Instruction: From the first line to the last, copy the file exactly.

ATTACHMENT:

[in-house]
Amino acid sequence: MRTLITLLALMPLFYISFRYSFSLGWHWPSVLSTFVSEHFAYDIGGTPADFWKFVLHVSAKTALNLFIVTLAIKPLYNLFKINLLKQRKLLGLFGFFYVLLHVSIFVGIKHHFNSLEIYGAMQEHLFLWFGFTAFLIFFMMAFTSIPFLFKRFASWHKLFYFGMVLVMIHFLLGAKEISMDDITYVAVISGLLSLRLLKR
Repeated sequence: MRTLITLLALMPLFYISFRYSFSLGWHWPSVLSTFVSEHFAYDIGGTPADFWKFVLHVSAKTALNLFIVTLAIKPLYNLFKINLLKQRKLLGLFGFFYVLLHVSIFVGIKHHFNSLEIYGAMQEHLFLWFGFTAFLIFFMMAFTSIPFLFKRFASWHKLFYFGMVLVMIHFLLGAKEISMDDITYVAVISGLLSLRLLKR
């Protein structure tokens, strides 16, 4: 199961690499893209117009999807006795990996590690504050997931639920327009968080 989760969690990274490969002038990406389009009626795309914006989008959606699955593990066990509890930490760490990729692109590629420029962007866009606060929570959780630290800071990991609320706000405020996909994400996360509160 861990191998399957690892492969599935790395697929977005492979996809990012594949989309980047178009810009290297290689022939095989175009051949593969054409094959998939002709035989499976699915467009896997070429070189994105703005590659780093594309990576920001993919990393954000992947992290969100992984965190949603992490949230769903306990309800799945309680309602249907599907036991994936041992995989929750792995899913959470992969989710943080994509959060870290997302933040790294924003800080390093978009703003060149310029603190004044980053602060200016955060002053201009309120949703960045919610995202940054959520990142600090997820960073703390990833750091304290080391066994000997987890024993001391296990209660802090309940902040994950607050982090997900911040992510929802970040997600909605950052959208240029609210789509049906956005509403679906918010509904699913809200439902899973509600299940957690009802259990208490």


[in-house]
Amino acid sequence: MRTLITLLALMPLFYISFRYSFSLGWHWPSVLSTFVSEHFAYDIGGTPADFWKFVLHVSAKTALNLFIVTLAIKPLYNLFKINLLKQRKLLGLFGFFYVLLHVSIFVGIKHHFNSLEIYGAMQEHLFLWFGFTAFLIFFMMAFTSIPFLFKRFASWHKLFYFGMVLVMIHFLLGAKEISMDDITYVAVISGLLSLRLLKR
Repeated sequence: MRTLITLLALMPLFYISFRYSFSLGWHWPSVLSTFVSEHFAYDIGGTPADFWKFVLHVSAKTALNLFIVTLAIKPLYNLFKINLLKQRKLLGLFGFFYVLLHVSIFVGIKHHFNSLEIYGAMQEHLFLWFGFTAFLIFFMMAFTSIPFLFKRFASWHKLFYFGMVLVMIHFLLGAKEISMDDITYVAVISGLLSLRLLKR
């Protein structure tokens, strides 16, 4: 199961690499893209117009999807006795990996590690504050997931639920327009968080 989760969690990274490969002038990406389009009626795309914006989008959606699955593990066990509890930490760490990729692109590629420029962007866009606060929570959780630290800071990991609320706000405020996909994400996360509160 861990191998399957690892492969599935790395697929977005492979996809990012594949989309980047178009810009290297290689022939095989175009051949593969054409094959998939002709035989499976699915467009896997070429070189994105703005590659780093594309990576920001993919990393954000992947992290969100992984965190949603992490949230769903306990309800799945309680309602249907599907036991994936041992995989929750792995899913959470992969989710943080994509959060870290997302933040790294924003800080390093978009703003060149310029603190004044980053602060200016955060002053201009309120949703960045919610995202940054959520990142600090997820960073703390990833750091304290080391066994000997987890024993001391296990209660802090309940902040994950607050982090997900911040992510929802970040997600909605950052959208240029609210789509049906956005509403679906918010509904699913809200439902899973509600299940957690009802259990208490």